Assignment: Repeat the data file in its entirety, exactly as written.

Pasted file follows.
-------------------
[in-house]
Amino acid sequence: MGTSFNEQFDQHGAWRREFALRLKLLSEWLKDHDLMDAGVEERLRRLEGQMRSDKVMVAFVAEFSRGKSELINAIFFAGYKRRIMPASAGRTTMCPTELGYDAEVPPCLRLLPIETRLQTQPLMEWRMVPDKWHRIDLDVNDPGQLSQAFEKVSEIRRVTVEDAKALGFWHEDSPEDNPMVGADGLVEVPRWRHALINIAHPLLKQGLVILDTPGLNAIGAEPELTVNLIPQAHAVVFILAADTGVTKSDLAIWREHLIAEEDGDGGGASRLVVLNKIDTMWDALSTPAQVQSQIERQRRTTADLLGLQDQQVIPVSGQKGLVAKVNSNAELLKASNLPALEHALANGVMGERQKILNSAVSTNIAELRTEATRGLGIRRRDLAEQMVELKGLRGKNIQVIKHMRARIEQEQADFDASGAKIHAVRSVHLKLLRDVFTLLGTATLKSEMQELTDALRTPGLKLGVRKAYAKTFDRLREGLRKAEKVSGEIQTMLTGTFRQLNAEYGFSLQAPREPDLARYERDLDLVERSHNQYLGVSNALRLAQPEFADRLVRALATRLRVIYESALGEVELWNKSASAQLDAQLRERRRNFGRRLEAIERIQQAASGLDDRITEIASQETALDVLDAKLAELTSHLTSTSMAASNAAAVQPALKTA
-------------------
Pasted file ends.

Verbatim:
[in-house]
Amino acid sequence: MGTSFNEQFDQHGAWRREFALRLKLLSEWLKDHDLMDAGVEERLRRLEGQMRSDKVMVAFVAEFSRGKSELINAIFFAGYKRRIMPASAGRTTMCPTELGYDAEVPPCLRLLPIETRLQTQPLMEWRMVPDKWHRIDLDVNDPGQLSQAFEKVSEIRRVTVEDAKALGFWHEDSPEDNPMVGADGLVEVPRWRHALINIAHPLLKQGLVILDTPGLNAIGAEPELTVNLIPQAHAVVFILAADTGVTKSDLAIWREHLIAEEDGDGGGASRLVVLNKIDTMWDALSTPAQVQSQIERQRRTTADLLGLQDQQVIPVSGQKGLVAKVNSNAELLKASNLPALEHALANGVMGERQKILNSAVSTNIAELRTEATRGLGIRRRDLAEQMVELKGLRGKNIQVIKHMRARIEQEQADFDASGAKIHAVRSVHLKLLRDVFTLLGTATLKSEMQELTDALRTPGLKLGVRKAYAKTFDRLREGLRKAEKVSGEIQTMLTGTFRQLNAEYGFSLQAPREPDLARYERDLDLVERSHNQYLGVSNALRLAQPEFADRLVRALATRLRVIYESALGEVELWNKSASAQLDAQLRERRRNFGRRLEAIERIQQAASGLDDRITEIASQETALDVLDAKLAELTSHLTSTSMAASNAAAVQPALKTA